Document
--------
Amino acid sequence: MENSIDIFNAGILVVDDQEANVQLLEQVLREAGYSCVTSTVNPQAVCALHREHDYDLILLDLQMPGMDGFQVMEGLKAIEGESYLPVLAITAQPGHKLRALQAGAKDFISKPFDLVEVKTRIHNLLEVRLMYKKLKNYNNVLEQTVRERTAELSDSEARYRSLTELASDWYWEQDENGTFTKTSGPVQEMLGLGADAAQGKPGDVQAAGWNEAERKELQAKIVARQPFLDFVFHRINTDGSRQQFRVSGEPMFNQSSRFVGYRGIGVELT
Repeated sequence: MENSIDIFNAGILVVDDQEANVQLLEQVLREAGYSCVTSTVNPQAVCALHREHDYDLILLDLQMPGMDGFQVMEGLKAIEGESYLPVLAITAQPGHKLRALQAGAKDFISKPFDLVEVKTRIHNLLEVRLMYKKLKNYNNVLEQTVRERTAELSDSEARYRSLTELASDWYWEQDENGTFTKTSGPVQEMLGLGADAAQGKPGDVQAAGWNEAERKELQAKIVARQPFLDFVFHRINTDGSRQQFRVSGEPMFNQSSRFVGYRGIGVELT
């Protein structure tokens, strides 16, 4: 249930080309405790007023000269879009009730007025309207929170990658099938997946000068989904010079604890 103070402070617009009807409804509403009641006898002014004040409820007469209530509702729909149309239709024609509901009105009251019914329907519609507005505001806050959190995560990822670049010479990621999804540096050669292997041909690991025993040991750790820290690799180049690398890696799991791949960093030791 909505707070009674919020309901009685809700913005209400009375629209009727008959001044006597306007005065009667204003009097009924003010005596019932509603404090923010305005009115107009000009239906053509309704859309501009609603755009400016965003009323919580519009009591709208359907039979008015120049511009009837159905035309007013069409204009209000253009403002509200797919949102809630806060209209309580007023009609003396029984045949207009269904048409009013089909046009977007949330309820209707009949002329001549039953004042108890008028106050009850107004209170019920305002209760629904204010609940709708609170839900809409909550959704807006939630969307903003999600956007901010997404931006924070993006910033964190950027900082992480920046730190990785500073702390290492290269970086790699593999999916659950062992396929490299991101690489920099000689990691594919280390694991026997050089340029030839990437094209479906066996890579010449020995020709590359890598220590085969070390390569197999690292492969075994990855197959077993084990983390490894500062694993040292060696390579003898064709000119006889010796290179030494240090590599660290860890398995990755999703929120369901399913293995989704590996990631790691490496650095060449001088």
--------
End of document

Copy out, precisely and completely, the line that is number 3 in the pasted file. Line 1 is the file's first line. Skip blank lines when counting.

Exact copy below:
């Protein structure tokens, strides 16, 4: 249930080309405790007023000269879009009730007025309207929170990658099938997946000068989904010079604890 103070402070617009009807409804509403009641006898002014004040409820007469209530509702729909149309239709024609509901009105009251019914329907519609507005505001806050959190995560990822670049010479990621999804540096050669292997041909690991025993040991750790820290690799180049690398890696799991791949960093030791 909505707070009674919020309901009685809700913005209400009375629209009727008959001044006597306007005065009667204003009097009924003010005596019932509603404090923010305005009115107009000009239906053509309704859309501009609603755009400016965003009323919580519009009591709208359907039979008015120049511009009837159905035309007013069409204009209000253009403002509200797919949102809630806060209209309580007023009609003396029984045949207009269904048409009013089909046009977007949330309820209707009949002329001549039953004042108890008028106050009850107004209170019920305002209760629904204010609940709708609170839900809409909550959704807006939630969307903003999600956007901010997404931006924070993006910033964190950027900082992480920046730190990785500073702390290492290269970086790699593999999916659950062992396929490299991101690489920099000689990691594919280390694991026997050089340029030839990437094209479906066996890579010449020995020709590359890598220590085969070390390569197999690292492969075994990855197959077993084990983390490894500062694993040292060696390579003898064709000119006889010796290179030494240090590599660290860890398995990755999703929120369901399913293995989704590996990631790691490496650095060449001088």